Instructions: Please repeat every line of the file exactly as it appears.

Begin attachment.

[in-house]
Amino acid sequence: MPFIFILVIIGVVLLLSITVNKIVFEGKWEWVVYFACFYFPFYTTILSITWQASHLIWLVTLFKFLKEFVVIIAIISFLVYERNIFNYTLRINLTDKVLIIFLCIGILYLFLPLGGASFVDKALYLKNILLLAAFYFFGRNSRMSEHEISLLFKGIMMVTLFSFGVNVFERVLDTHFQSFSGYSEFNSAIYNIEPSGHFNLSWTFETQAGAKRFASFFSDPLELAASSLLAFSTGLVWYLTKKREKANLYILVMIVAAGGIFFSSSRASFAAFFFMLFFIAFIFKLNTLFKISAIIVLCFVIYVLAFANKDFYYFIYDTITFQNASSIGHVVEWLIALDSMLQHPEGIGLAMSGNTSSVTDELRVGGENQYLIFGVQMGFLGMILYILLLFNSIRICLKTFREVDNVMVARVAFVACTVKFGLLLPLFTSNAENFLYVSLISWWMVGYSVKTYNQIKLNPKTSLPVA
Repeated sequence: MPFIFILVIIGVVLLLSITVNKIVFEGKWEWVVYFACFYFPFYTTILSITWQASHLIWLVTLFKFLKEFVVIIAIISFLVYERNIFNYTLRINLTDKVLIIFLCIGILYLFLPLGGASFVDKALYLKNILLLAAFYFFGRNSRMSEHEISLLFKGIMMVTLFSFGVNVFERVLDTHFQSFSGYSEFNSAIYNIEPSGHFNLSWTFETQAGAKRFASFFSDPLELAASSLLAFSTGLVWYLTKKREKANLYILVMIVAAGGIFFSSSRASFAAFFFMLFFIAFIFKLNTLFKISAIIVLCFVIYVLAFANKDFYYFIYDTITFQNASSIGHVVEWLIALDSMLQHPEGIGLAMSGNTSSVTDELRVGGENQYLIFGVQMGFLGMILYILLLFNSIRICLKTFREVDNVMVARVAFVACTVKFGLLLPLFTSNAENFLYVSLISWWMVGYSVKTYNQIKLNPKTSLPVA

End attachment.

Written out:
[in-house]
Amino acid sequence: MPFIFILVIIGVVLLLSITVNKIVFEGKWEWVVYFACFYFPFYTTILSITWQASHLIWLVTLFKFLKEFVVIIAIISFLVYERNIFNYTLRINLTDKVLIIFLCIGILYLFLPLGGASFVDKALYLKNILLLAAFYFFGRNSRMSEHEISLLFKGIMMVTLFSFGVNVFERVLDTHFQSFSGYSEFNSAIYNIEPSGHFNLSWTFETQAGAKRFASFFSDPLELAASSLLAFSTGLVWYLTKKREKANLYILVMIVAAGGIFFSSSRASFAAFFFMLFFIAFIFKLNTLFKISAIIVLCFVIYVLAFANKDFYYFIYDTITFQNASSIGHVVEWLIALDSMLQHPEGIGLAMSGNTSSVTDELRVGGENQYLIFGVQMGFLGMILYILLLFNSIRICLKTFREVDNVMVARVAFVACTVKFGLLLPLFTSNAENFLYVSLISWWMVGYSVKTYNQIKLNPKTSLPVA
Repeated sequence: MPFIFILVIIGVVLLLSITVNKIVFEGKWEWVVYFACFYFPFYTTILSITWQASHLIWLVTLFKFLKEFVVIIAIISFLVYERNIFNYTLRINLTDKVLIIFLCIGILYLFLPLGGASFVDKALYLKNILLLAAFYFFGRNSRMSEHEISLLFKGIMMVTLFSFGVNVFERVLDTHFQSFSGYSEFNSAIYNIEPSGHFNLSWTFETQAGAKRFASFFSDPLELAASSLLAFSTGLVWYLTKKREKANLYILVMIVAAGGIFFSSSRASFAAFFFMLFFIAFIFKLNTLFKISAIIVLCFVIYVLAFANKDFYYFIYDTITFQNASSIGHVVEWLIALDSMLQHPEGIGLAMSGNTSSVTDELRVGGENQYLIFGVQMGFLGMILYILLLFNSIRICLKTFREVDNVMVARVAFVACTVKFGLLLPLFTSNAENFLYVSLISWWMVGYSVKTYNQIKLNPKTSLPVA